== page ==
The University of Chicago Magazine
U of C pediatricians John Lantos and Nancy Fritz with their daughters (clockwise from top): Hannah, holding Misty; Tess; and Emma
The new medical dramas on TV have lots of CPR. The shows get the feel of a resuscitation down just right--the tension, the frenzy, the primitive physical exertion of chest compressions, the crisp barking of cryptic orders: "Epi, stat, start a line, hang some dopamine, clamp that pumper!"
On television, most people survive. The script writers tease us with the possibility of failure, then gratify us with a Disney ending. In real life, survival rates after CPR range from 5 to 30 percent. Many survivors suffer neurologic damage and long-term disability. On three of the most popular medical dramas on TV, survival rates ranged from 60 to 100 percent, and none of the survivors suffered serious neurologic consequences. (See Diem, S; Lantos, J D; Tulsky, J.; "Outcomes after CPR on TV"; New England Journal of Medicine, 1996).
We don't seem to want to take our medical reality straight. In the part of ourselves that finds movies more interesting than medical journals, we don't believe that medicine is an orderly, straightforward endeavor. We believe in miracles and wonders.
These media-driven fantasies about CPR have made it the focus of a hard-fought moral debate over the question of whether doctors ought to offer treatments to patients even if the treatments are almost certain to be ineffective. The ethical debate--which began with a focus on CPR for terminally ill cancer patients or extremely premature newborns--has spawned voluminous literature and numerous legal cases. Like the film and television industries' inability to accurately portray dismal reality, it centers on the intermingling of hope, trust, rationality, and medicine.
The case-by-case debate about futility of treatment is part of a larger societal debate about allocating health-care resources. Do we want resources allocated to do the most good, or do we want to incorporate other, symbolic values? Is it okay to provide CPR when it won't work as a way of declaring our commitment to life, as a way of acting out our anger at death, or simply as an end-of-life ritual? Our views about such matters are shaped more by television's fictions than by medicine's realities. And our national inability to have a coherent discussion about health-care reform is, in many ways, as much a flight from reality as is our willingness to believe television's CPR survival rates.
Early in 1993, I was invited to participate in President Clinton's Health Reform Task Force as a member of the Working Group on Ethics. It was one of 30 such groups asked to analyze the health system and propose changes that might be incorporated into the bill the president was preparing to send to Congress. For months, we volunteers worked, trying to solve a vast and amorphous Rubik's Cube.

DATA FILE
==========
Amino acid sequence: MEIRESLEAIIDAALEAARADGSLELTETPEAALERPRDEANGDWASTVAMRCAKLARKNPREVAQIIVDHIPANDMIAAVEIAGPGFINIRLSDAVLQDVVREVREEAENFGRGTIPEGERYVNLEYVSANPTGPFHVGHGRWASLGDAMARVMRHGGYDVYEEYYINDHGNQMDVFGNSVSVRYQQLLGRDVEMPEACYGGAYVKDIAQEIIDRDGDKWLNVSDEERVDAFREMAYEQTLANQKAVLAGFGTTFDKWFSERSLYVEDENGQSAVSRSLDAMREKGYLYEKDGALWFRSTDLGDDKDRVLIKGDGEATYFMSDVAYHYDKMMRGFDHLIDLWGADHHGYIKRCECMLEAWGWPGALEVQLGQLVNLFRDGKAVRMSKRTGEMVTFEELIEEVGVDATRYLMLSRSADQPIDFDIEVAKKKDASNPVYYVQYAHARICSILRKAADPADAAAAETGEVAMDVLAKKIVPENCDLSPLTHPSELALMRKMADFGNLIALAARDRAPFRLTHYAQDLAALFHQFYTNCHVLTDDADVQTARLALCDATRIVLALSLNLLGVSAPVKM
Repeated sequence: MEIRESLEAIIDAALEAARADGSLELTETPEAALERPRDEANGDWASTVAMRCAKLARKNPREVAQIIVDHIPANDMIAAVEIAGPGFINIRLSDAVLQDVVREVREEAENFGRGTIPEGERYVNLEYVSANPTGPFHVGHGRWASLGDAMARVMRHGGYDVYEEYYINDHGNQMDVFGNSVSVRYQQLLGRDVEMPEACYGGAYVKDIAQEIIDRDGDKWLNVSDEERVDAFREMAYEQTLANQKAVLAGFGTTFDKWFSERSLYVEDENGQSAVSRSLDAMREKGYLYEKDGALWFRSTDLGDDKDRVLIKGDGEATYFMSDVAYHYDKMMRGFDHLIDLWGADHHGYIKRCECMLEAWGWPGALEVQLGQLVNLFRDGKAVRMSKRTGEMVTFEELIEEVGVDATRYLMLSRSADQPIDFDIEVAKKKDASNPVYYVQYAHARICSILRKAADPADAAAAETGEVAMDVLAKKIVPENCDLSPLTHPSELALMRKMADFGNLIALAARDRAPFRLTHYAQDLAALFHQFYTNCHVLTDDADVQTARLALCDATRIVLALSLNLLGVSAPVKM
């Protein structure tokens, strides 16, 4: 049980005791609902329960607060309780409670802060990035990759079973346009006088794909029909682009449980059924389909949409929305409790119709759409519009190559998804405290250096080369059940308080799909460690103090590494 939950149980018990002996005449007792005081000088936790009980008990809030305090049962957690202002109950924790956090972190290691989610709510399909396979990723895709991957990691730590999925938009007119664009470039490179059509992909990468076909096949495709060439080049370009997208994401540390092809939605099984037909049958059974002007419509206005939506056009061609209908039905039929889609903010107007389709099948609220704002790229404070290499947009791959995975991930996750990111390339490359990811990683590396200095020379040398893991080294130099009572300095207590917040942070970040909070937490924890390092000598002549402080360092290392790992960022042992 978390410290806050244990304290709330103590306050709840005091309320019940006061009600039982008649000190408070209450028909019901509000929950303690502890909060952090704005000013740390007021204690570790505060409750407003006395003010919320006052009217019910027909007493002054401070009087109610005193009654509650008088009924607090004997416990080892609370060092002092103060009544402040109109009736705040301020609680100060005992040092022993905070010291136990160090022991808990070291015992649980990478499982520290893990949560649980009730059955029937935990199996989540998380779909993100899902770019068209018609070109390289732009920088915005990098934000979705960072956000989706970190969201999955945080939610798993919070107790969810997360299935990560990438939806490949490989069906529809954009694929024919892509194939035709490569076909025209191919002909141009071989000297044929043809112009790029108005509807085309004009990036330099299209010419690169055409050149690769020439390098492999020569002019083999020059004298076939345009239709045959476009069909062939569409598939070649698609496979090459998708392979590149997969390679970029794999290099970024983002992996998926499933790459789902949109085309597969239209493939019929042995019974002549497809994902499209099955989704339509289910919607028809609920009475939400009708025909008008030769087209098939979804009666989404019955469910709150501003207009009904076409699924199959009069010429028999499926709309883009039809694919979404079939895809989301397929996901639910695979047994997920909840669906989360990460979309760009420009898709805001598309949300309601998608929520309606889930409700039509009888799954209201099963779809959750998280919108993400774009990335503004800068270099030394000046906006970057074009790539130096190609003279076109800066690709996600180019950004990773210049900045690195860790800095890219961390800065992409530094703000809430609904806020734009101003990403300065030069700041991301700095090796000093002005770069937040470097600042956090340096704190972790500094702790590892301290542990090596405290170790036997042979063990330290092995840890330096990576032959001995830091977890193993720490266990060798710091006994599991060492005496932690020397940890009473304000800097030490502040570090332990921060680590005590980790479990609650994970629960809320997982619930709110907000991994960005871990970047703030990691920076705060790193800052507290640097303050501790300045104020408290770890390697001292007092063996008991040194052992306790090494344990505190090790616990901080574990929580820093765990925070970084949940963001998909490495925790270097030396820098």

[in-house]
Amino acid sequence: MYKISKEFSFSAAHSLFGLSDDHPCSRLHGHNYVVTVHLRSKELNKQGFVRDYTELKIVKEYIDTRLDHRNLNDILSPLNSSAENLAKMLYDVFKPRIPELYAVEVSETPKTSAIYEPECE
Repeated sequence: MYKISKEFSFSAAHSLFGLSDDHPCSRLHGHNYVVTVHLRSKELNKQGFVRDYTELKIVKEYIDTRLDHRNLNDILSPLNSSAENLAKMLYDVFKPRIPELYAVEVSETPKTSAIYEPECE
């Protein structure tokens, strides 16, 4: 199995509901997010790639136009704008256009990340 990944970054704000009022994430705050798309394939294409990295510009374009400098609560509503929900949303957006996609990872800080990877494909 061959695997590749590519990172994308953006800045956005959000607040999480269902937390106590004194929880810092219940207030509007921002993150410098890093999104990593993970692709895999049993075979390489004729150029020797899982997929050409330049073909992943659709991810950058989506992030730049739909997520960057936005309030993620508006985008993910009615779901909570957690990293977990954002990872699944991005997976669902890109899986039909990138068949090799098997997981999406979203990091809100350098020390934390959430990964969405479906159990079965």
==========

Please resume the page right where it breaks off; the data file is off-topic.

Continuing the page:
Every piece of the health-care puzzle was connected to every other piece. Fix Medicaid, or Medicare, or workman's compensation, and you'd screw up the financing of academic medical centers, or state mental-health care systems, or the private health-insurance industry. Health care is a trillion-dollar-per-year enterprise, one-seventh of the American economy, and entrenched interests, subcultures, and lobbyists were all sharpening their knives. At the eye of a storm so large and malevolent that nobody predicted its full fury, we worked peacefully in the quiet hallways and conference rooms of the Old Executive Office Building.
The process was as inspired and as chaotic as its brilliant and moody insomniac guru, Ira Magaziner. He had a set of procedures designed to allow all the groups to work simultaneously on different projects but that would create harmony, not dissonance. Each group was given weekly assignments, and, at week's end, we met in the Indian Treaty Room (we didn't realize then how prescient that choice of rooms would be). At the first meeting, the Ethics Working Group identified what we thought would be the major ethical challenges faced by any health-reform plan and suggested that the issue of rationing be formally addressed. Mr. Magaziner looked shocked. "There will be no rationing under the president's plan," he informed us. The process went downhill from there.
In late spring, as the storm clouds became more apparent, the working groups were dismissed. The president and first lady invited all 700 of us to a reception on the south lawn of the White House. The closing reception took place on a balmy spring evening. A military band on the balcony played jazz. Waiters, all of whom looked a little like Steven Seagal, served lemonade. When the First Couple arrived, Hillary thanked everyone for their hard work, and Bill told us that the work of the task force was just the beginning, that if we could pass a health-reform law, we could usher in a new era of social justice in America. As we left, they said, we should each pick up a small token of their appreciation.
At the exit gate, more military waiters passed out boxes of M & Ms, embossed with the presidential seal. M & Ms? Social justice? We had just been fired with a sugar-coated thank you. Unable to imagine where we were going, I tried to think about where we'd been.
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